A useful visualization technique in studying motion is called a motion diagram. Some textbooks call them strobe diagrams. We will be using these diagrams frequently in this course.
For example, consider an apple that is dropped from rest at some height above the ground.
For many objects in translational motion we can ignore the details of the object itself and model the object as an ideal particle and draw it as a simple dot. We number each dot to show the order in which the apple was at the positions indicated. The same amount of time elapses between each dot and the next one. The figure to the right shows the strobe diagram for the apple in free fall.
Four motion diagrams are shown below. One is of a car moving to the right at constant speed, one is of a car moving to the left at constant speed, one is a car accelerating to the right away from a stop light that has just turned green, and one is a car moving to the right and slowing down as it approaches a stop sign. Which motion diagram corresponds to which case?
Activity 7

If a motion diagram represents the position of an object every second, then the distance between each dot and the next is numerically equal to the average speed of the object during that one second interval. For the motion diagrams of Activity 6, draw a line from each dot to the next representing the magnitudes of these speeds. Put an arrowhead on each line indicating the direction of the motion.

Imagine that two of the dots in the motion diagram are separated by 0.15m. If the second dot is the position of the object 1.0 second after the position of dot 1, what is the average speed of the object during this one second interval?

Imagine that the two dots of Part B, 0.15 m apart, represent the positions of the objects for a time interval of 0.50 seconds. Now what is the average speed of the object during the halfsecond interval?

In Part A you “connected to dots” of the motion diagram. If the motion diagram represents the position of the object every millisecond, what is the relationship between the length of the line from each dot to the next and the average speed of the object during that millisecond?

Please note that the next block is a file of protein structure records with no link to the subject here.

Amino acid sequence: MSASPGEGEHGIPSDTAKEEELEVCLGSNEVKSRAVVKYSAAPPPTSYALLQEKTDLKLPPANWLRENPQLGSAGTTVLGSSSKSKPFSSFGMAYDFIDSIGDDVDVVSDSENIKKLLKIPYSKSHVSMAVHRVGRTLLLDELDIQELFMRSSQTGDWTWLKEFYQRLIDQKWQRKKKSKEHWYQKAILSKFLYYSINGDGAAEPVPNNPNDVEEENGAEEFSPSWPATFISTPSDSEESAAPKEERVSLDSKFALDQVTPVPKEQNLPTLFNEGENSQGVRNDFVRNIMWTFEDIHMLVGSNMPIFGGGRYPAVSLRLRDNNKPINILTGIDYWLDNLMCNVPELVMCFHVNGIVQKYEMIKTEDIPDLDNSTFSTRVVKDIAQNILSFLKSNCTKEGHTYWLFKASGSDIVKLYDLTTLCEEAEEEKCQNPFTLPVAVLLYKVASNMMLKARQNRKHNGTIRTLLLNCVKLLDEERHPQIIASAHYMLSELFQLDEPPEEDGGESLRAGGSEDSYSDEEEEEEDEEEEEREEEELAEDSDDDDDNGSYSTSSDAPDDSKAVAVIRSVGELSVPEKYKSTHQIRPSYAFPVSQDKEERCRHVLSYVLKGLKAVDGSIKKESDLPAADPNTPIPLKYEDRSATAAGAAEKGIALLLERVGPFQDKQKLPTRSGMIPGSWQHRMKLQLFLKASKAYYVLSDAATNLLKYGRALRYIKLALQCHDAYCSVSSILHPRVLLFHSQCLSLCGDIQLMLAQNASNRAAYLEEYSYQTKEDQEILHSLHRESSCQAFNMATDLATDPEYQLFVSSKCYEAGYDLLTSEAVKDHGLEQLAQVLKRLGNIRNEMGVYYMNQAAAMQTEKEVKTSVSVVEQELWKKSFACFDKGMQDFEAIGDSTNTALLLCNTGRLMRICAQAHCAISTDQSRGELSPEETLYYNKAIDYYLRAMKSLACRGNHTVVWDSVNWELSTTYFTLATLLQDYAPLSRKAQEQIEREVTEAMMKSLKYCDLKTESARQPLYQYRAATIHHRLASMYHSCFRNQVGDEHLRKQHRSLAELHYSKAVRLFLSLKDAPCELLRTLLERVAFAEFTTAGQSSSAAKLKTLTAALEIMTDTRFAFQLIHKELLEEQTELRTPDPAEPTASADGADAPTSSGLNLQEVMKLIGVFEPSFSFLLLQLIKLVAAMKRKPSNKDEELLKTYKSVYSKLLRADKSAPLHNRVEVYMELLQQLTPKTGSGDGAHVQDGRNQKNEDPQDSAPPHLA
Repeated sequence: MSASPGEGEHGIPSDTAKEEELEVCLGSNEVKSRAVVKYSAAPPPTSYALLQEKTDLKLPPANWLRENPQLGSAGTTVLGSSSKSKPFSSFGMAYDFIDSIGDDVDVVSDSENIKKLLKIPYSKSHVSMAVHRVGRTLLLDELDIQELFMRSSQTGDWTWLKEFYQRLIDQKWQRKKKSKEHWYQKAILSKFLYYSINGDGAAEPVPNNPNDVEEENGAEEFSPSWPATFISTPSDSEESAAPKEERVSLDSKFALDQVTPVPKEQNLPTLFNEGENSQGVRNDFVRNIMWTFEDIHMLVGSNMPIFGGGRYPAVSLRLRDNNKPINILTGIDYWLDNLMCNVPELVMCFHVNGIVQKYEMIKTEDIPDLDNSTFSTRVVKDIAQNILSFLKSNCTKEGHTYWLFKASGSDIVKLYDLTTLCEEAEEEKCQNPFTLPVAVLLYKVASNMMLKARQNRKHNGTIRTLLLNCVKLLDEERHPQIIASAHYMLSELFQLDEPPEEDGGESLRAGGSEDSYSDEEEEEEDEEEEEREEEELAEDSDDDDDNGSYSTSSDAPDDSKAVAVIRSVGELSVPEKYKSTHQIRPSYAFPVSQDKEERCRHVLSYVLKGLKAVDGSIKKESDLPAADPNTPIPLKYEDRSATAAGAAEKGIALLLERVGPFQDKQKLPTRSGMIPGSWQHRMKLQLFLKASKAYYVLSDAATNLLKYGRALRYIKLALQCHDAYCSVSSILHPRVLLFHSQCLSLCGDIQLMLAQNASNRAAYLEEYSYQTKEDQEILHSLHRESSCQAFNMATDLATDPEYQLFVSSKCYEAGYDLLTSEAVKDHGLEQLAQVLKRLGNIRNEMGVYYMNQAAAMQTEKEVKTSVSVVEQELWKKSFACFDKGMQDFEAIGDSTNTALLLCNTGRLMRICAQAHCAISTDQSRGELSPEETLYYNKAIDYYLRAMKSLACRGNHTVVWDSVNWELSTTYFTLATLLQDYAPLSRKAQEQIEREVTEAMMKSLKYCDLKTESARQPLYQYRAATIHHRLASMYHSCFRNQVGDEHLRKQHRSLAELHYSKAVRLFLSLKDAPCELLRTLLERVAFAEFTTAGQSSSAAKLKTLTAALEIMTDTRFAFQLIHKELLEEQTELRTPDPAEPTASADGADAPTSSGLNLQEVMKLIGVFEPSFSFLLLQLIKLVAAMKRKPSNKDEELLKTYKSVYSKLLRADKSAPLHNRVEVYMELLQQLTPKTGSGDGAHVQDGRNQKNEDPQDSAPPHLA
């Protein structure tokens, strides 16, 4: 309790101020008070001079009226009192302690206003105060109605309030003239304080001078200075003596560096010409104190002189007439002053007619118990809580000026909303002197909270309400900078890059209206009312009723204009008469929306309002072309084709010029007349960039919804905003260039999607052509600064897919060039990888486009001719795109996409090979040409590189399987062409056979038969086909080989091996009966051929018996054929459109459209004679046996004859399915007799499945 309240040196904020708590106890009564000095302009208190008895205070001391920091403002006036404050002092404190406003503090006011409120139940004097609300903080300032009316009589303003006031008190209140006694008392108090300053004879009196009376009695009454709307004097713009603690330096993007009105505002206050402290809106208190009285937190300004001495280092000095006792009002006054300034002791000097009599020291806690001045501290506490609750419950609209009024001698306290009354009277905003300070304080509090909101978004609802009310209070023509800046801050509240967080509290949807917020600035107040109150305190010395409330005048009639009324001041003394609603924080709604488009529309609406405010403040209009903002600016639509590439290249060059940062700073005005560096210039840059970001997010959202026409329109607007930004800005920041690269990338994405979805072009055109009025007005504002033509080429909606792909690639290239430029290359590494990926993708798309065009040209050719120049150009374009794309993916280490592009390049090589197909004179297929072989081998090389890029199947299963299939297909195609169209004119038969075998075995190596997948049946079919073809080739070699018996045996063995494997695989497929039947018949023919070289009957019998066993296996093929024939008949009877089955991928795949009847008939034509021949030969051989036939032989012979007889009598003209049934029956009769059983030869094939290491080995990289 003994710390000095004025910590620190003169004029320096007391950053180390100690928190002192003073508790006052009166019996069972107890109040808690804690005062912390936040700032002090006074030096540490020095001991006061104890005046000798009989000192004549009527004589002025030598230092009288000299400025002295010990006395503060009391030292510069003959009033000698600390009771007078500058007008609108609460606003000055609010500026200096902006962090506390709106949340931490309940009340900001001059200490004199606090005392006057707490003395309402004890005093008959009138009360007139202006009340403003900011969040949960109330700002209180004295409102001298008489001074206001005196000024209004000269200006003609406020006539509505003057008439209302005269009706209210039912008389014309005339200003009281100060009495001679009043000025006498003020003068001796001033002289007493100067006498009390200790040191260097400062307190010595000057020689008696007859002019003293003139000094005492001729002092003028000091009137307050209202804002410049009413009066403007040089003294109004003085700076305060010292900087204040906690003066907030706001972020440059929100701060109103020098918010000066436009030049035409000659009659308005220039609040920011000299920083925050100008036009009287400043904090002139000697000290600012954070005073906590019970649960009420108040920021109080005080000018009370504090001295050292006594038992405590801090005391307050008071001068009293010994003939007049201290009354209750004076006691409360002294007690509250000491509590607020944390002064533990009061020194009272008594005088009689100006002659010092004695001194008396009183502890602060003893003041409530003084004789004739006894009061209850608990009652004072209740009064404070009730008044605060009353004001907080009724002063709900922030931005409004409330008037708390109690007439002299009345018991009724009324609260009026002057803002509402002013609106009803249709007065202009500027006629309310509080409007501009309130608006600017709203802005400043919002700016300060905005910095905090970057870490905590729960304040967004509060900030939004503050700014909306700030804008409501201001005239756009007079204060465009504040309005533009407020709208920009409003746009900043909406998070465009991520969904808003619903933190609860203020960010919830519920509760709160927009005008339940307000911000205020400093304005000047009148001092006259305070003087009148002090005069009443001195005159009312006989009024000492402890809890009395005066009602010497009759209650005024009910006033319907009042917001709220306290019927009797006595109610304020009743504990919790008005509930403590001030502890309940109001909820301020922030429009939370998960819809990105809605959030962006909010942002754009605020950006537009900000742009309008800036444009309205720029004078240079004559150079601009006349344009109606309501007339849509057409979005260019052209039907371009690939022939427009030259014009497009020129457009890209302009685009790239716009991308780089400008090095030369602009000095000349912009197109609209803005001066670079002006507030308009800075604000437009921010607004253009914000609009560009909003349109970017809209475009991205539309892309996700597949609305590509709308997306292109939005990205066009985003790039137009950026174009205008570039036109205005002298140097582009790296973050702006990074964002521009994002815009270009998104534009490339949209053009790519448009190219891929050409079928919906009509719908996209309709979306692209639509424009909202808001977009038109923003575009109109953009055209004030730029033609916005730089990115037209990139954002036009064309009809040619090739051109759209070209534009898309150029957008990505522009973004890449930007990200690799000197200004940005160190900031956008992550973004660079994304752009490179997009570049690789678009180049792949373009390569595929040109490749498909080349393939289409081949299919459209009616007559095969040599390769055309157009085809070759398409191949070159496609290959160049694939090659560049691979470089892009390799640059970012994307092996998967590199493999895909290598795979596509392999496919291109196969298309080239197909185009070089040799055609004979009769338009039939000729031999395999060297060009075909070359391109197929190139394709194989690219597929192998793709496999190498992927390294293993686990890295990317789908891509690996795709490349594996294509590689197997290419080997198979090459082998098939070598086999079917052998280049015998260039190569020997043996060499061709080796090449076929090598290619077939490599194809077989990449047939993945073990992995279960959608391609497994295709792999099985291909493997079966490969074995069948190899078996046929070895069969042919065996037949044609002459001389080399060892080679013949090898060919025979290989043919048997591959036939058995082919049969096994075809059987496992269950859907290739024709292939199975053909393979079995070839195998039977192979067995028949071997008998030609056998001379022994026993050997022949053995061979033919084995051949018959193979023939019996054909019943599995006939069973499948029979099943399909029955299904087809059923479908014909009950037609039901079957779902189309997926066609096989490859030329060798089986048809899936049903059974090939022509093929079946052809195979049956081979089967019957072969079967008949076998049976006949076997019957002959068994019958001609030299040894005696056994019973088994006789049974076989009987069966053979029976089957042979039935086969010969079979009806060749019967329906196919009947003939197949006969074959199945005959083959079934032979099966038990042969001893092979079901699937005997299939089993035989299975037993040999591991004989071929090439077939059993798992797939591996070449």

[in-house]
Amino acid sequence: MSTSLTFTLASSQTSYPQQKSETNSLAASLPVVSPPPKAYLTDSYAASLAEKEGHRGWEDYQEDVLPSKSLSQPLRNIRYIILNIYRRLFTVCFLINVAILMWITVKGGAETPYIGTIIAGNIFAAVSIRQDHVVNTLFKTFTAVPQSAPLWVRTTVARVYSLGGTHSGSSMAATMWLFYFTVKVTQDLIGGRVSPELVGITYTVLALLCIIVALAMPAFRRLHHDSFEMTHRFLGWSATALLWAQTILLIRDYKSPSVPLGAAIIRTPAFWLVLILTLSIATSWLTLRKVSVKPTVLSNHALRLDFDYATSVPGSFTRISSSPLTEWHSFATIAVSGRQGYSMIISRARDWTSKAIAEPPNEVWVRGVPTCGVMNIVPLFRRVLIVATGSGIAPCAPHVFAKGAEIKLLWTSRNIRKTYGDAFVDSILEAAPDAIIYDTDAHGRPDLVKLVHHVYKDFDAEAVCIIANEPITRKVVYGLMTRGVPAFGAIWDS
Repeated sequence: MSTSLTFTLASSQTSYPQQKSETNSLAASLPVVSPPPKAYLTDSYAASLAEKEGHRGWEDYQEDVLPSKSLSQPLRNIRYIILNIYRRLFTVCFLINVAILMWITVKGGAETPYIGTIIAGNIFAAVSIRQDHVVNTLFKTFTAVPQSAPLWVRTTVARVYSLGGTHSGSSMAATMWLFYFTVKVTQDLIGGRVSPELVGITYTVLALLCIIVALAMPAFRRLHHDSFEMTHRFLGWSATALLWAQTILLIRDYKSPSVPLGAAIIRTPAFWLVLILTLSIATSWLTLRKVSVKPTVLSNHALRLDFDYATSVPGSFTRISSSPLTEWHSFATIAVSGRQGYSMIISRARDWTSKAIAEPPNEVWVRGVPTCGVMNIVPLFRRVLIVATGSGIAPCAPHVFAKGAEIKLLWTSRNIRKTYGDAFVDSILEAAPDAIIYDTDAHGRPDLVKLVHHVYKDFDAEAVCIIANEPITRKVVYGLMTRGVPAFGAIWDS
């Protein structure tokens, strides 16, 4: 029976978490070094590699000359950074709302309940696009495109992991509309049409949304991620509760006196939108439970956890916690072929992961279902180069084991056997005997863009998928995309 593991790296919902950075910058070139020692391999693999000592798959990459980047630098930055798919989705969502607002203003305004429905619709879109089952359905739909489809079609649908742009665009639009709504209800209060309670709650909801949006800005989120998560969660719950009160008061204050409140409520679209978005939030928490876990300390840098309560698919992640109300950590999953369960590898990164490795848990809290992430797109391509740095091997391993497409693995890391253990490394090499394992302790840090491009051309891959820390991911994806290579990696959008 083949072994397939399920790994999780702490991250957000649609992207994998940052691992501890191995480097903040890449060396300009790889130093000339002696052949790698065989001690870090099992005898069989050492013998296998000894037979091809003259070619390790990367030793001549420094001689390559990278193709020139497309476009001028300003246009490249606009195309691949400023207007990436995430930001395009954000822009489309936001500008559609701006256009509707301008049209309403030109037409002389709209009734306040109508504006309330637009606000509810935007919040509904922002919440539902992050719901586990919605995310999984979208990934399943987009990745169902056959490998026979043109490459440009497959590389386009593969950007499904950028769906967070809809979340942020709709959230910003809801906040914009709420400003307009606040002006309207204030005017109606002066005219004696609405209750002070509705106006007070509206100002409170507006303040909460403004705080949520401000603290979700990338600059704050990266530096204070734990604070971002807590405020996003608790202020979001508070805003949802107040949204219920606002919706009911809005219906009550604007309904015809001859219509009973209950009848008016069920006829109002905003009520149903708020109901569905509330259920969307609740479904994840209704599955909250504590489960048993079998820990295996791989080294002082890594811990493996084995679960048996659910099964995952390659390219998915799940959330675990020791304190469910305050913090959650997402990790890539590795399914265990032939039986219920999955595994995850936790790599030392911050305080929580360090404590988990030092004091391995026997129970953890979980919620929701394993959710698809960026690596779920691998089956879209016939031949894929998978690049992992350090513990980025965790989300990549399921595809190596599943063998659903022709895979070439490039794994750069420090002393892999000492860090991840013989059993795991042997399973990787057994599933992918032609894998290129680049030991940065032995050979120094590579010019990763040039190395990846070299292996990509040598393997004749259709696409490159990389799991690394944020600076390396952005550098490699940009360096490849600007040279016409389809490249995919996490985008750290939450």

Activity 8
Here are some made up data for the x component of the position of an object at various times:
Time (s) 
Position (m) 
0.00 
0.002 
0.10 
0.111 
0.20 
0.385 
0.30 
0.892 
0.40 
1.613 
0.50 
2.501 
0.60 
3.612 

Sketch a graph of position vs. time. . Make the horizontal axis the time and the vertical axis the position.

Is it reasonable to “connect the dots” with a smooth line in the graph you sketched? If yes, what assumption is being made about the motion of the object? If no, why?

Sketch a motion diagram of the motion of the object.

Calculate the displacements of the object for each 0.1 s interval.

How does the number of displacements you calculated compare to the number to the number of data points in the positiontime data?

From Part D, calculate the x components of the average velocities of the object for each 0.1 s interval.

Consider the first of the average velocity values from Part F. At what time does the object have this value of the average speed? Is the value of the time a single value or a range of values? Why?

Sketch a graph of the average velocity versus time. Make the time the horizontal axis.

From your result from Part F calculate the x component of the average acceleration of the object for each 0.1 s interval. How does the number of calculated values of the average acceleration compare t the number of data points in the positiontime data?

Sketch a graph of the average acceleration versus time. Make the time the horizontal axis.

What does the data indicate about the acceleration of the object?
Activity 9
Imagine that the data from Activity 8 were taken with a computerized data acquisition system. The system has nearly perfect accuracy, but the precision of each distance measurement is ± 0.020 m. What are the corresponding uncertainties in the calculated values of the displacements, velocities, and accelerations?
Activity 10
Skills used in this activity. Identify the phenomenon to be investigated. Identify a pattern in the data. Able to represent a pattern mathematically. Able to devise an explanation for an observed pattern. Able to analyze data appropriately.
An experiment to determine whether Energizer or Duracell batteries last longer could measure the number of hours two AA batteries from each brand will run an electric toothbrush. Here is some made up data:

Battery Pair 1 
Battery Pair 2 
Battery Pair 3 
Battery Pair 4 
Battery Pair 5 

Duracell (hours) 
11.4 
12.2 
7.8 
5.3 
10.3 

Energizer (hours) 
11.6 
7.0 
10.6 
11.9 
9.0